“Their crusade to effectively ban Kratom has continued in earnest over the span of the last two years.”
On October 1st, 2018, the Ohio State Board of Pharmacy began the process to ban Kratom and move the plant, one that approximately 5 million people in the United States alone use for various ailments, to a Schedule I classification in the state of Ohio. The board’s line of reasoning for doing so falls sharply in line with that of the FDA’s when it attempted to do so on a federal level in 2016. Available data at the time failed to meet the criteria for such a drastic step, and the move was postponed.
But the FDA has not given up. Their crusade to effectively ban Kratom has continued in earnest over the span of the last two years. They have pushed their agenda by misstating the forty-four tragic deaths linked to kratom, the vast majority of which were also linked to other prescription drugs, including a man with nine substances in his bloodstream who had jumped out of a window. Nine of these deaths had taken place in Sweden in 2010, and were due to the kratom being degraded with a synthetic opioid.
Yet no substance has ever been categorized by the FDA simply because of the chemicals that it is mixed with. In any case, the FDA already has the power to seize any product debased in such a way, and give the evidence to the Department of Justice so that they may prosecute individuals involved in the manufacture and sale of such.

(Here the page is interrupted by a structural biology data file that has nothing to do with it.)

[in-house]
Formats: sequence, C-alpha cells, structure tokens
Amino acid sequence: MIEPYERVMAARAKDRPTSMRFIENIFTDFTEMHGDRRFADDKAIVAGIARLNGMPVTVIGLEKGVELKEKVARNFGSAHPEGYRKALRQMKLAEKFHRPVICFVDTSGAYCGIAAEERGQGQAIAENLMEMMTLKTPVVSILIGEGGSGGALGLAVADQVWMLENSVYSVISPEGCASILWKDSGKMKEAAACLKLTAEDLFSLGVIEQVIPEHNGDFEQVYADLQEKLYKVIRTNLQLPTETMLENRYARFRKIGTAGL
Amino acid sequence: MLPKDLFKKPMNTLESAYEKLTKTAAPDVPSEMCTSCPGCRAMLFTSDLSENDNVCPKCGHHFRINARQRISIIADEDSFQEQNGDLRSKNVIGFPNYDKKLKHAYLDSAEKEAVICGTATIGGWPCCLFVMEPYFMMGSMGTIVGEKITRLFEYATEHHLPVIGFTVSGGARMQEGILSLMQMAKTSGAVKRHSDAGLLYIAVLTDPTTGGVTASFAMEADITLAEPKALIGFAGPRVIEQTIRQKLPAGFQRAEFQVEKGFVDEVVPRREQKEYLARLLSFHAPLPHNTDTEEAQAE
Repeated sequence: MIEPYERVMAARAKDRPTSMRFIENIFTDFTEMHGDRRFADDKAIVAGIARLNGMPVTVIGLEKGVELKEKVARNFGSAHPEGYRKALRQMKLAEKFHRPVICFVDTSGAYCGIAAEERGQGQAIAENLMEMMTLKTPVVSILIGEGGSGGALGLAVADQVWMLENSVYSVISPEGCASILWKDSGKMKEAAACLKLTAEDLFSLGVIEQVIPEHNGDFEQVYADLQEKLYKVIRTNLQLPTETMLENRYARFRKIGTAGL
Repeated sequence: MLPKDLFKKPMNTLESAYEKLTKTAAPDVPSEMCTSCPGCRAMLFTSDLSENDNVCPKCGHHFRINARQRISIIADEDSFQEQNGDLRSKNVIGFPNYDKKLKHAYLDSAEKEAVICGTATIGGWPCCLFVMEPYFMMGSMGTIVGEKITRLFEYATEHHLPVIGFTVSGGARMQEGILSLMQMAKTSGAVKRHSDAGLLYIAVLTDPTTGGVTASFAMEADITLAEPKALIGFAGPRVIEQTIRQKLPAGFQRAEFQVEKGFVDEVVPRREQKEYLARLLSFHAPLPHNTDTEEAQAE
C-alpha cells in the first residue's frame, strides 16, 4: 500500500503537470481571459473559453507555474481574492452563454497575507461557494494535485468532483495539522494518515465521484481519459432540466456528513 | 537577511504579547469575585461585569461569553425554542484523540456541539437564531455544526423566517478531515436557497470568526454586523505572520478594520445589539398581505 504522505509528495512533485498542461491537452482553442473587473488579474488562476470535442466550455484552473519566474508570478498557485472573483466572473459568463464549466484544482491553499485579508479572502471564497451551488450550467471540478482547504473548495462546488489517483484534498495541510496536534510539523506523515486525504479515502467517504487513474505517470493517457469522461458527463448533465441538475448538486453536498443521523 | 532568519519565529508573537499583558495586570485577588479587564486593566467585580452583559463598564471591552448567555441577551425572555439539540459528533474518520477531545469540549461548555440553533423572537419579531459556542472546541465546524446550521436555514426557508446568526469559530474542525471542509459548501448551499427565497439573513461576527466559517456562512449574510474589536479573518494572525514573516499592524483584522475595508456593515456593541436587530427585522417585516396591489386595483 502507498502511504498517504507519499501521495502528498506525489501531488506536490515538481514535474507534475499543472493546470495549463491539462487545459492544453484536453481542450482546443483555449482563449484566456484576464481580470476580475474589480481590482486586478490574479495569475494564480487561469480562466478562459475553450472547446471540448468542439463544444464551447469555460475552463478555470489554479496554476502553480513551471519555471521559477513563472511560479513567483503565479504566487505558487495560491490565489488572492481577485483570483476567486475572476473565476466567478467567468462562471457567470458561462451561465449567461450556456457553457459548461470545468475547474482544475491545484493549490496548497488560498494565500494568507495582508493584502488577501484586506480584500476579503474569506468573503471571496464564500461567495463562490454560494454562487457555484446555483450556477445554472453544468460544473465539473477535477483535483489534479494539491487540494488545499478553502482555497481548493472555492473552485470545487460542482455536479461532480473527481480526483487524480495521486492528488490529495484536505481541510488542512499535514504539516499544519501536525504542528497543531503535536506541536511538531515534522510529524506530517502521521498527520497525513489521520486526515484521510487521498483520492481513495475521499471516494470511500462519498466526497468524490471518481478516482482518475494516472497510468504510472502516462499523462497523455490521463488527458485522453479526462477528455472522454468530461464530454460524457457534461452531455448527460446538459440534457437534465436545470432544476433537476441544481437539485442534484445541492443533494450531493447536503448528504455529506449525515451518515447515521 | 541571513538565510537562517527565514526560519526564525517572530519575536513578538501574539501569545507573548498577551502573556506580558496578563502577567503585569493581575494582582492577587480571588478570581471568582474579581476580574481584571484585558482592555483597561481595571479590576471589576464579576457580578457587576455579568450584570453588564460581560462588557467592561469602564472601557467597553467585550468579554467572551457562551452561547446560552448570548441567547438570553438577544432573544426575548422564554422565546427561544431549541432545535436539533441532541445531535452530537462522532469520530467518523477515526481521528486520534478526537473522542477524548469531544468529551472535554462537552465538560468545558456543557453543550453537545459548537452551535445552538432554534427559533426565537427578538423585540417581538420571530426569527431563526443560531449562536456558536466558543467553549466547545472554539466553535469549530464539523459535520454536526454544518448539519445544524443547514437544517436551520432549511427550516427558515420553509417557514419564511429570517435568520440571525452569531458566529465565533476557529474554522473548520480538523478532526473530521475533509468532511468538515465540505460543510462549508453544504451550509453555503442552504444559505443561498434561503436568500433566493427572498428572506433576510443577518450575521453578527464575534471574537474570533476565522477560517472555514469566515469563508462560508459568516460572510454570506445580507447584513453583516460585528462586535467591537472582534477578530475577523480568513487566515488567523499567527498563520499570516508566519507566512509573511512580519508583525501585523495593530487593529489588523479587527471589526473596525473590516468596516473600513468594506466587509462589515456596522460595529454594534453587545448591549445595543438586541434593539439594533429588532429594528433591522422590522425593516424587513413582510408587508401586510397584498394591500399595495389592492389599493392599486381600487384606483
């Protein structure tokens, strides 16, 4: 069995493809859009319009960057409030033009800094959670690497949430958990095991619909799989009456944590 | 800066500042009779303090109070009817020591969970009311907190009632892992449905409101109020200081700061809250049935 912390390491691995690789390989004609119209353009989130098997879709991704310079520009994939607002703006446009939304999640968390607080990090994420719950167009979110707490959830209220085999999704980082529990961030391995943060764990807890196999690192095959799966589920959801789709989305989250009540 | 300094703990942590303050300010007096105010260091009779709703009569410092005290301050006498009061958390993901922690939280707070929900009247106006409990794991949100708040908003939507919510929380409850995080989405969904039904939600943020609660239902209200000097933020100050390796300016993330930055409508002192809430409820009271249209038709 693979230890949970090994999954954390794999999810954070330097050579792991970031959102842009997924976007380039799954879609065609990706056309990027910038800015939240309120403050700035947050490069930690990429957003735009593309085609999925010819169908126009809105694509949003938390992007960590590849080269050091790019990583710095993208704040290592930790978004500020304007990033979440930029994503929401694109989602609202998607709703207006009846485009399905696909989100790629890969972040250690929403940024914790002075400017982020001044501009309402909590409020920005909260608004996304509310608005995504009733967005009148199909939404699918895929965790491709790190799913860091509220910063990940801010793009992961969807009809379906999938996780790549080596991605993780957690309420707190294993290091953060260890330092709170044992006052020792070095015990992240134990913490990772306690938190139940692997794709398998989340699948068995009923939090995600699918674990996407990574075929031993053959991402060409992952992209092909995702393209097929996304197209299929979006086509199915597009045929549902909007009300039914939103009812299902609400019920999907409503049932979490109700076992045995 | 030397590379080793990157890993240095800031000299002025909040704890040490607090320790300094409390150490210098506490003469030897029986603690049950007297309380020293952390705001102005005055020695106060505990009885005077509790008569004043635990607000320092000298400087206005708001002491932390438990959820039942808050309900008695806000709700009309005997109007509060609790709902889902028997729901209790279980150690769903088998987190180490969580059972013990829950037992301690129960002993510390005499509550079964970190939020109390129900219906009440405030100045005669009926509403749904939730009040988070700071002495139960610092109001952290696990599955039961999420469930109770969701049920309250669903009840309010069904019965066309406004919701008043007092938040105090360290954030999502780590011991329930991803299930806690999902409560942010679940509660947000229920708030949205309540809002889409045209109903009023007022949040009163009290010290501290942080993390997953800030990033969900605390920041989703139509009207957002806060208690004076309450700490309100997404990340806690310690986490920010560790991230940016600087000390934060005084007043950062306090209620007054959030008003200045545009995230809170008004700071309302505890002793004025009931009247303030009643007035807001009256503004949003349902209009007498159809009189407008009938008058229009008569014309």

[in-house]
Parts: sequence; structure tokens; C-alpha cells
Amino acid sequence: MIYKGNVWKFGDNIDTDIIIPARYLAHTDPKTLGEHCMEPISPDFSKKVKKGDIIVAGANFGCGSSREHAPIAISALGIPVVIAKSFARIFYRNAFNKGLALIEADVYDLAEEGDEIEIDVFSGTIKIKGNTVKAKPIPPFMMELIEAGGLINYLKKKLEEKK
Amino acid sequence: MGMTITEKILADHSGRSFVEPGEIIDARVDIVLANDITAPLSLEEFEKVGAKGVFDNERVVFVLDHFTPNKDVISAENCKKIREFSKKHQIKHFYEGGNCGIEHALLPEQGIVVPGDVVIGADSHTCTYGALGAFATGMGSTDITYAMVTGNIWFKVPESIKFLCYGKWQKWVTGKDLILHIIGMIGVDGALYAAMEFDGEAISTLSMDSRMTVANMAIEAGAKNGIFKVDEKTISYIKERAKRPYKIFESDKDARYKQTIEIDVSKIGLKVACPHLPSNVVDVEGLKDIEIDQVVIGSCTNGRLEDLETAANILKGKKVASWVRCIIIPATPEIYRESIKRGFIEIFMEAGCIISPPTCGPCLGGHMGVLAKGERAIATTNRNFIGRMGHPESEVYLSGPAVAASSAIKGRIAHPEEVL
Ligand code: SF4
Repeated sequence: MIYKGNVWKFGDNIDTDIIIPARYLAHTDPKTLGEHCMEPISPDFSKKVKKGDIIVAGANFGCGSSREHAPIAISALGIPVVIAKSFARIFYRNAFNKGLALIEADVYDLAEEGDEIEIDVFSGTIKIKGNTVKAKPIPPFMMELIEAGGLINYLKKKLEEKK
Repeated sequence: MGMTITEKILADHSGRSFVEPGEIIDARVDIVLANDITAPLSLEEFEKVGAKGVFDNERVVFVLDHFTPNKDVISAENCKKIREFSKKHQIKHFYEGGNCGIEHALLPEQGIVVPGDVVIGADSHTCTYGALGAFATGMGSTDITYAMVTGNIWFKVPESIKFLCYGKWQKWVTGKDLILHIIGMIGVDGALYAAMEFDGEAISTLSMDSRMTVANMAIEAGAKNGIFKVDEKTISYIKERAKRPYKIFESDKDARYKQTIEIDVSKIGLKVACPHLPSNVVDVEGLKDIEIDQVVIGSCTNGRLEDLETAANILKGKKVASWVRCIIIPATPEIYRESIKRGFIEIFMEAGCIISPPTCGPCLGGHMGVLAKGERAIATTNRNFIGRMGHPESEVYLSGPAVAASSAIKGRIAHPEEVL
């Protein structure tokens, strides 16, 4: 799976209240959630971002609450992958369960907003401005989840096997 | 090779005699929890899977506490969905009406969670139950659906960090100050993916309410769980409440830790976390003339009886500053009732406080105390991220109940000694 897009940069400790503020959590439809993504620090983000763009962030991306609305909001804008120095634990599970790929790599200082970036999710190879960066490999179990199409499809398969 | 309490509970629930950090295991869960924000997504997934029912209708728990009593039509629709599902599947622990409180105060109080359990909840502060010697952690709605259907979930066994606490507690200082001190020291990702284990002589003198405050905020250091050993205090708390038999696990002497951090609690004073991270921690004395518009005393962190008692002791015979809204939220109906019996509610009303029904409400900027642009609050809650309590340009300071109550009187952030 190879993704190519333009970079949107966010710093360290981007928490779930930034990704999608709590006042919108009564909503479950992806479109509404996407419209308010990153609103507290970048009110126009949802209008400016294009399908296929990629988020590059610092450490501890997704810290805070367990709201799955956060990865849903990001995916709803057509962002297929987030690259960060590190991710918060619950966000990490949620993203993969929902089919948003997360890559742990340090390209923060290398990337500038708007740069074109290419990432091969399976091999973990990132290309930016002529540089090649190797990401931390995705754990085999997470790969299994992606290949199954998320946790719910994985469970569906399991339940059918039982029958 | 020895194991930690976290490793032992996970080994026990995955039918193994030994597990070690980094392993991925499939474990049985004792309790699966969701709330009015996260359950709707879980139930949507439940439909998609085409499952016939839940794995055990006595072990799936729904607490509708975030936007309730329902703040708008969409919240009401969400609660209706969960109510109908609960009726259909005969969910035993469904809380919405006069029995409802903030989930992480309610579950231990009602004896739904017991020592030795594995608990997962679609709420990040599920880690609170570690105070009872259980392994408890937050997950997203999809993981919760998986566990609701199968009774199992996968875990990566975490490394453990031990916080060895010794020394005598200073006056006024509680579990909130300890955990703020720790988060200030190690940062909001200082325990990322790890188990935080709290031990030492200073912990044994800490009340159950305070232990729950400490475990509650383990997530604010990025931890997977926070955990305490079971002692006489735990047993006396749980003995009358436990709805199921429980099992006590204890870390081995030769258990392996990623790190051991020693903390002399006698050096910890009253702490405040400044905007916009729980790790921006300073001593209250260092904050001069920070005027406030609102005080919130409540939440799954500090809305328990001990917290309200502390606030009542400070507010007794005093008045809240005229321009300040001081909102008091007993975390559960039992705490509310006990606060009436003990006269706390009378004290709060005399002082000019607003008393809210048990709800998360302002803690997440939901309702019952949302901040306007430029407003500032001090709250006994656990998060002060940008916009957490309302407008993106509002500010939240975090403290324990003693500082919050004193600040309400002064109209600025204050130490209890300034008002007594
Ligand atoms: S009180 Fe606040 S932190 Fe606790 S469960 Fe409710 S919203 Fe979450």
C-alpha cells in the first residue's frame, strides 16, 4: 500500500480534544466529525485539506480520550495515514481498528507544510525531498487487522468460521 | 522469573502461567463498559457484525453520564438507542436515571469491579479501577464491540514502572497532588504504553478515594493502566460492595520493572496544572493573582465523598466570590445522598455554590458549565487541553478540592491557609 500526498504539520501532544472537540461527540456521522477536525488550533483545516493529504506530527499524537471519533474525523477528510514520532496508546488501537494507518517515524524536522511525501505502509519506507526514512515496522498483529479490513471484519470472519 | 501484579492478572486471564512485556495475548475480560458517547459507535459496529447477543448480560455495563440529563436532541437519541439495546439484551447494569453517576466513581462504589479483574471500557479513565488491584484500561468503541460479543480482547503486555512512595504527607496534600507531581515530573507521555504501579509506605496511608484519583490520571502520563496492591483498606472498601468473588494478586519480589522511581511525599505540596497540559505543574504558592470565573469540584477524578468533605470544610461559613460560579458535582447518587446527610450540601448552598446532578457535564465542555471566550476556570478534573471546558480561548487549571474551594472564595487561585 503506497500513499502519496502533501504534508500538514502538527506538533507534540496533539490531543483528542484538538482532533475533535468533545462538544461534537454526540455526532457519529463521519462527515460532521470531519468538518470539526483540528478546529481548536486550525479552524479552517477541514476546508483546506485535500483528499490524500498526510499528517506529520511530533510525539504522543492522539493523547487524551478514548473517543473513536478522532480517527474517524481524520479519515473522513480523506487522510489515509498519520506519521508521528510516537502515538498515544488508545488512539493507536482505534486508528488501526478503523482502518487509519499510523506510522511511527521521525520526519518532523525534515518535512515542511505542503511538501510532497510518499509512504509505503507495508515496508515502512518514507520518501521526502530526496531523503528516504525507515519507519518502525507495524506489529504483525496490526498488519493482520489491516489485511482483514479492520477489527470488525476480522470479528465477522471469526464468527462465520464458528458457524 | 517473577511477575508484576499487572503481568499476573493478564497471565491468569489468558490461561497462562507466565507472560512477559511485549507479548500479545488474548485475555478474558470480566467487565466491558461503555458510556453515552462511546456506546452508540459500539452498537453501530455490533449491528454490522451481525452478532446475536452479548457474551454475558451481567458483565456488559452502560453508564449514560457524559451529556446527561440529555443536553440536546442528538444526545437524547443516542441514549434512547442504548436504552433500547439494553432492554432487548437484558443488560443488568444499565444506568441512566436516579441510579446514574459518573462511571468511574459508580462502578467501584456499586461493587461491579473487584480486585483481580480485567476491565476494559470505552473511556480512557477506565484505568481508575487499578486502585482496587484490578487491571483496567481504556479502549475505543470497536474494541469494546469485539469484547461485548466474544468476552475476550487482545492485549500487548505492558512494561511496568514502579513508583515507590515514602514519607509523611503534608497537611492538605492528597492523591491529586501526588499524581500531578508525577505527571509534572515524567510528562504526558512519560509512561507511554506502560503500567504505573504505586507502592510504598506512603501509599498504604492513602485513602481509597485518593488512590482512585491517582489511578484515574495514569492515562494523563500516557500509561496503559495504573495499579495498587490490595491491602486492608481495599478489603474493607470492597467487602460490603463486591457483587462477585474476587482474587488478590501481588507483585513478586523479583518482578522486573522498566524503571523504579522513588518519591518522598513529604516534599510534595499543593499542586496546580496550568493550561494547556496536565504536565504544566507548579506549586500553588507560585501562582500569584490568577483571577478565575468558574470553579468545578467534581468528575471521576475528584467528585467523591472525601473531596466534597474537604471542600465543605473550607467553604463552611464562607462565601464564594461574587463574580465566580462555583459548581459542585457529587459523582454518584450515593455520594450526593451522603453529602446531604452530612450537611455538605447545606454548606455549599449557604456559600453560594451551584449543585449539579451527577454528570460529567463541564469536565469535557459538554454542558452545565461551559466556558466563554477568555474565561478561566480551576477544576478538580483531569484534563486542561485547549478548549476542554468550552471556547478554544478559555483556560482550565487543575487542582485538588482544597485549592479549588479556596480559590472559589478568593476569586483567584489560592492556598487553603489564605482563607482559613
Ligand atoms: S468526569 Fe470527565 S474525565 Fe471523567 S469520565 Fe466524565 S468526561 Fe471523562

The FDA is now using state legislators, such as state boards of pharmacy, to limit the use of kratom. They do so by using the same distortion of facts that they used in 2016, comparing kratom to heroin and stating that it is addictive.
In 2016, nine respected scientists wrote to the White House, stating their belief that the current body of research shows that it is not addictive in the sense that heroin is and that it did not cause the same narcotic-like effects that opioids are known for. They also cited surveys suggesting that kratom could be helpful in actually helping people get off of opioids.
Your Voices Heard
But the good news is that your senators, along with the DEA, heard your voices in 2016 when they opted to postpone the regulation or banning of kratom by moving it to a Schedule I classification. The powers-that-be can hear you again: This is a call to all Ohio residents to use those voices once more! The Ohio State Board of Pharmacy will be meeting Monday and Tuesday, the 16th and 17th of October, and will be taking public comments until that time.
Do your part: A call to our Ohio neighbors
You can take action by following this link and filling out the form which will then be sent to the Ohio Board of Pharmacy:
Please tell them that making kratom illegal will only drive it to the black market which can then actually make the herb dangerous due to lack of regulation and criminality, as prohibition did in the 1920s with people turning to bathtub gin. They need to know that close to 5 million people depend on kratom for their health and well-being.
The health of the citizens of your state is not negotiable!